The ebullient Mr. Shi sports close-cropped hair and collared-shirt-and-sweater combinations more suited to an office worker than a guerrilla filmmaker. A tech-industry dropout, he says the shanzhai gala was inspired by his new line of work as a wedding planner, which introduced him to singers and dancers and required him to learn to use a camera.

In addition to the singing, dancing and comedy routines that populate the official CCTV gala, Mr. Shi's show will feature elements that even he finds difficult to categorize. Potential performers include a pair of wheelchair acrobats and a singing five-year-old boy in an Elvis-style jumpsuit and pink wig. 'I guess you could call these 'folk performances,'' he says.

A can-do spirit permeates the headquarters of CCSTV, which is run out of his rented office space and staffed with volunteers. A longtime friend and freelance Web designer, Zhou Yan, has become Mr. Shi's publicity maven. The facility's elderly janitor was drafted into becoming a cameraman.

Recently, Tencent -- the show's Internet partner and one of China's Web giants -- expressed some concerns that the show might be getting too sophisticated for its own good. 'We found that more and more elements were added to the show, and we felt that they might be walking away from the original intention -- grass-roots party for grass roots,' says Dong Xianhui, who runs Tencent's news page.

Mr. Shi, assuring the Internet company that his program would not stray too far from its down-home spirit, turned down an opportunity to have his show broadcast on TV by a local satellite channel in southwest China. He plans to give the bulk of tickets to the live show, which will be staged in a to-be-determined Beijing venue, to migrant workers who are stuck in Beijing during the holiday.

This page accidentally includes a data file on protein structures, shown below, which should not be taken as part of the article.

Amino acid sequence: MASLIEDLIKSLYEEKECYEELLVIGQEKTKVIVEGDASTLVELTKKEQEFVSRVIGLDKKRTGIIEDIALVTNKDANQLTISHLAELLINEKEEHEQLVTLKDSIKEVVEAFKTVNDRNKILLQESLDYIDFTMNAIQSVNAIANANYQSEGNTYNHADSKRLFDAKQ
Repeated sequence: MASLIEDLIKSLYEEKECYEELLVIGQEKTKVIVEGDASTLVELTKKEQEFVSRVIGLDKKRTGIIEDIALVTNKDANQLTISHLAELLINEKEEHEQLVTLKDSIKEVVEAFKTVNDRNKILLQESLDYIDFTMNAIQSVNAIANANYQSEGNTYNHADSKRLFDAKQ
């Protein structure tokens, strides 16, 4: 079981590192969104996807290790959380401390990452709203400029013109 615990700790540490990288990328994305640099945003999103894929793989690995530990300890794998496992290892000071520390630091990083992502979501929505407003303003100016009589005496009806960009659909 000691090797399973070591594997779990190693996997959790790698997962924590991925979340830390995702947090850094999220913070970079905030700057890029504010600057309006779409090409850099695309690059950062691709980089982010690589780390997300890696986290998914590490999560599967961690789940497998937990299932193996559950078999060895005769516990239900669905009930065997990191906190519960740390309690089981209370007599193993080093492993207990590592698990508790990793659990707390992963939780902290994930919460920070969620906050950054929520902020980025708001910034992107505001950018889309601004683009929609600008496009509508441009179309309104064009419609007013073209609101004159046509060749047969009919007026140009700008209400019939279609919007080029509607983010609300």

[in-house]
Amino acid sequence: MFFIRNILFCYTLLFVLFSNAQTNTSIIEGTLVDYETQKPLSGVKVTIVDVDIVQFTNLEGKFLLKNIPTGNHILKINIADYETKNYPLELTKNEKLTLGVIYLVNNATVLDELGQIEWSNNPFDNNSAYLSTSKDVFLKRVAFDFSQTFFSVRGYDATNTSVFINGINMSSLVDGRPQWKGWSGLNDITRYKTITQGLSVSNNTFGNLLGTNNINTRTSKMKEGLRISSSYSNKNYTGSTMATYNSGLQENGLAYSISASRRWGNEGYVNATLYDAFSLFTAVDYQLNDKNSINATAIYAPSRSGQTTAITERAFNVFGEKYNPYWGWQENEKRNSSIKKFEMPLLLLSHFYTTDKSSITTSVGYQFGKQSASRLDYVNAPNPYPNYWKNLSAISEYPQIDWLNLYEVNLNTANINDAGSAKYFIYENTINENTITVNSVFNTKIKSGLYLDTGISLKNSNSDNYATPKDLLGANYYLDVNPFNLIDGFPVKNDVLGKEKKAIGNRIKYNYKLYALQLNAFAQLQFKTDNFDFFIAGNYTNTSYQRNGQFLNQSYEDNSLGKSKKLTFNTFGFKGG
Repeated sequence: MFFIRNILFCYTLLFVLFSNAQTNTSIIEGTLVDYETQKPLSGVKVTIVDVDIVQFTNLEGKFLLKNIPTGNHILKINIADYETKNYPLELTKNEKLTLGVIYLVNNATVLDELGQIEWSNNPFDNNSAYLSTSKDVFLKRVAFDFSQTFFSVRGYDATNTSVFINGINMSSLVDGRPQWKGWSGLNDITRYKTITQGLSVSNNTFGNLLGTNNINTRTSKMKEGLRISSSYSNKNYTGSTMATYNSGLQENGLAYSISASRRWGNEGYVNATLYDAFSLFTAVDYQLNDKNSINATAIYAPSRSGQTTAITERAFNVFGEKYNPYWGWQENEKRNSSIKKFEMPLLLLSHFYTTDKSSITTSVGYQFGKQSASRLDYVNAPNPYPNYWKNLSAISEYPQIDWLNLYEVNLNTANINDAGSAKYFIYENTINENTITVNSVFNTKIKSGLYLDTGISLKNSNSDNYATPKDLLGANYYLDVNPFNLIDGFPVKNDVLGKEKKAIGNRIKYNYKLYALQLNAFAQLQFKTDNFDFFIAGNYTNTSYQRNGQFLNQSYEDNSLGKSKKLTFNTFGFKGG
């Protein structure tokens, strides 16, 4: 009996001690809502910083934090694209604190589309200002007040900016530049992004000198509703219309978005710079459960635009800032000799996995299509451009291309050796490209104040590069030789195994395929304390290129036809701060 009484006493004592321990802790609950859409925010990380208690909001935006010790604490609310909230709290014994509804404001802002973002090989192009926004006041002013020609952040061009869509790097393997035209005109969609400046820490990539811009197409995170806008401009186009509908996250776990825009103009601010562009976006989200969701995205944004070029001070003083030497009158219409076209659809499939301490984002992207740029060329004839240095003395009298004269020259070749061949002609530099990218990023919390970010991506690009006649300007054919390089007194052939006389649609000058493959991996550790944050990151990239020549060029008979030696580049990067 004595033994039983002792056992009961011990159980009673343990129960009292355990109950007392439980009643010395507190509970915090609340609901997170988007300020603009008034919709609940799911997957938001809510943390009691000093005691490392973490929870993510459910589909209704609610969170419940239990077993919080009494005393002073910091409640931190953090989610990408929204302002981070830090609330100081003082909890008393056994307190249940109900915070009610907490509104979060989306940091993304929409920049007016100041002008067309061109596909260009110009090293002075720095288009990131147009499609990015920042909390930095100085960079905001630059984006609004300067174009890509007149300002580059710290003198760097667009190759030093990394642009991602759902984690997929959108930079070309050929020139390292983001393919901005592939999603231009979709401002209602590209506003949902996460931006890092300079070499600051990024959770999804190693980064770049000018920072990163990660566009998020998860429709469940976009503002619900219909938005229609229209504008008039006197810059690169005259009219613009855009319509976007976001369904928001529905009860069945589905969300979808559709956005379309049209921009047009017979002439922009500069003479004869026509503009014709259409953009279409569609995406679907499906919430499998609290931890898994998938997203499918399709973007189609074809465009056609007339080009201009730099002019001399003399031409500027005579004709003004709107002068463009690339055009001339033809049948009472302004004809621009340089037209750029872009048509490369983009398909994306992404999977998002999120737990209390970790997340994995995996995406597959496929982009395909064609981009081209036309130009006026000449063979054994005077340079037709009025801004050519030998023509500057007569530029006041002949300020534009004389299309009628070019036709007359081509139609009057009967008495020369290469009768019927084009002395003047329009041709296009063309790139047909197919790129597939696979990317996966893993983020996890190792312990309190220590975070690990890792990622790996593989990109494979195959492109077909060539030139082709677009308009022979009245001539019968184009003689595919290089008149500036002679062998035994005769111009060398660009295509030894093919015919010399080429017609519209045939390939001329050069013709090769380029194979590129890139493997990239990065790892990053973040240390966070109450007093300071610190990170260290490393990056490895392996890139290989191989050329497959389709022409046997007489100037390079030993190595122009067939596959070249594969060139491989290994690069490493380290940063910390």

That doesn't mean the performers aren't hoping for their shot at fame. Zhou Changchun says he has tried for years to get on the CCTV broadcast as the 'king of bike' -- a title he claims for his ability to do bicycle tricks while clad in a colorful superhero-style outfit. Mr. Zhou has thrown himself into Mr. Shi's broadcast and has plastered 'shanzhai' labels across his bicycle, which he points out is old and banged-up.

'The CCTV show is an expensive and exquisite party,' he says. 'But it's not necessarily the thing we common people want the most.'

中国中央电视台春节晚会的特点通常是,会有成龙(Jackie Chan)和章子怡等明星大腕参加,有数百名身着艳丽服装的舞蹈演员,主要领导人的特写镜头也不时闪过。每年的春节晚会都是中国收视率最高的节目之一。

被扮成大熊猫的松狮狗有着政府背景的春节晚会今年将在周日播出。但在春晚27年的历史上,中央电视台首次遇到了竞争,对手就是36岁的婚礼策划者施孟奇。

施孟奇计划中的“山寨版”春晚将避开名人、盛大的场面、还有专业人士。晚会只在网上直播,与央视的春晚在同天晚上播出。晚会将用便携摄像机或其它方便的方式记录普通人,演员包括业余歌手,模仿“千手观音”的“千手罗汉”,还有用手蹬自行车的一个男人。施孟奇说,真正的山寨精神应该是──你行,我也行。

村民们搭建的山寨版“鸟巢”。他的节目也标志着中国的“山寨”文化达到了一个新的高度。“山寨”一词本意为占山为王,有不受国家控制的内在含义,指的是中国大量的名牌产品的仿制品。比如,苹果公司(Apple Inc.) iPhone手机的山寨版就包括HiPhone、SciPhone和故意拼错英文单词的中国橘子(iOrgane)手机。

最近,山寨的定义不断扩大。在中国的互联网上,博客、社区和新闻网站登出了汽车在铁轨上行驶的“山寨版火车”、修剪和染成国宝模样的“山寨版大熊猫”,以及用木棍搭建的“山寨版鸟巢”的模型。

山寨版“百谷虎”(BaiGooHoo)由百度(Baidu),谷歌(Google),和雅虎(Yahoo)组成。南京的一家房地产开发商给一条街的店面分别冠以“哈根波斯”、“必胜糊”、“巴克星”、“KFG”等标志,希望招徕生意,引起轰动效应。这条“山寨一条街”上的图片迅速在网上传播开来。

山寨一词以前带有廉价或劣质的含义,现在却在某种程度上成为中国人聪明和创造力的体现。北京媒体评论家韩浩月将其视为自我表达的一种方式。他说,山寨文化来源于草根,也面向草根。它给人们带来了另一种选择,和抵制主流文化价值的可能性。

山寨大街上的“山寨麦当劳”(McDnoald's)。中国有关部门看来对山寨文化态度谨慎,尤其是当涉及知识产权问题时。中国某官方报纸不久前的一篇评论称,山寨文化作为DIY精神的体现或对主流文化的模仿能够增加我们日常生活的乐趣,不过,我们应该注意不要由此就认为模仿产品有理。

国有媒体,尤其是中央电视台引出了很多山寨作品。上个月,在中国南方的深圳市,4位年轻女孩组成了一个“山寨电视台”的报导组,恶搞本地新闻,照相机的三脚架由电风扇底座和疏通厕所的皮碗做成。北京一位男网友在多次被中央电视台《百家讲坛》节目拒之门外后,他制作了自己的“山寨版百家讲坛”在网上播出。他在这长达6小时的视频中讲述了宋朝的一些英雄人物。

“刻意拼错的“iOrgane”是山寨版的iPhone。尽管山寨版春晚在中国引起了很大轰动,但中央电视台似乎并不对这种竞争感到担忧。央视春晚总策划秦新民上个月对中国媒体说,他们闹就闹去吧,现在想借央视出名的人太多了……我们没法一一回应。

施孟奇的“山寨春晚”打出的制作单位是自封的CCSTV(中国山寨电视台)。不过他回避要取代央视春晚的说法。他说,央视做他们的精美春晚,我们做自己的草根春晚。谁也不能做到人人满意。

四名年轻女士组成了一家山寨电视台的报导队伍。到目前为止,他已经吸引来1,000多名申请人竞争30个表演角色。他还收到了资金和设备捐赠,并与中国最大的互联网公司之一建立了合作伙伴关系。

施孟奇是四川人,父母都是农民。丰富的想像力帮他弥补了自己的缺憾。他说,小时候,我特别想开汽车。但是当时连在路上看到汽车都很少,更不用说是开汽车了。所以我会用毯子搭一辆汽车,在床上开。好玩极了!

性格热情的施孟奇梳着平头,身穿衬衫和毛衣,这幅打扮更像是个办公室白领,而不是四处打游击的电影制作人。他曾就职IT行业,现在是婚礼策划人。他说,山寨春晚是受新工作的启发,婚礼策划让他接触到了歌手、舞蹈演员,还必须学会使用照相机。

胡戈发布了山寨版的中央电视台新闻报道。除了官方央视春晚常见的歌曲、舞蹈和小品等老一套,山寨春晚还将包括施孟奇自己都难以归类的节目。可能的表演者包括一对坐在轮椅上的杂技演员,穿着“猫王式”连衣裤、戴着粉色假发、引吭高歌的5岁男孩。他说,我估计你可以把这些称做“民间表演”。

一种敢想敢干的精神气弥漫在“中国山寨电视台”总部,这里挤满了志愿者,施孟奇租用的办公室已经不够用。施孟奇的老友、自由网页设计者周燕成了他的宣传专家。他们的一个看门老人也应招担任摄影。

山寨春晚的互联网合作伙伴、中国互联网巨头腾讯(Tencent)前不久表达,它担心山寨春晚可能会变得过于复杂,反而对自身不利。腾讯新闻版面负责人董献慧说,我们发现有越来越多的东西被加到这台山寨春晚中,我们觉得他们可能会偏离初衷──为草根办的草根晚会。

草草改装的汽车在铁轨上成为山寨版火车。施孟奇向腾讯保证,山寨春晚不会严重偏离实无华的精神,他婉拒了中国西南一个地方卫星频道提出的在电视上播出山寨春晚的机会。他打算把大部分现场门票(场地在北京,具体有待确定)发给留在北京过年的农民工。

不过这并不是说表演者们不希望藉此一夜成名。周长春说,他已经努力多年要把自己“自行车王”的绝活搬上央视春晚。这个名号是他自封的,他能穿着五颜六色的“超级英雄式”行头在自行车上耍杂技。周长春一心投入到施孟奇的春晚中,还将“山寨”字样贴满了自行车,他说自己的车很旧,已经破损得不成样子。

他说,央视春晚是一场耗资巨大、精心打造的晚会,不过这不一定是我们普通老百姓最想要的东西。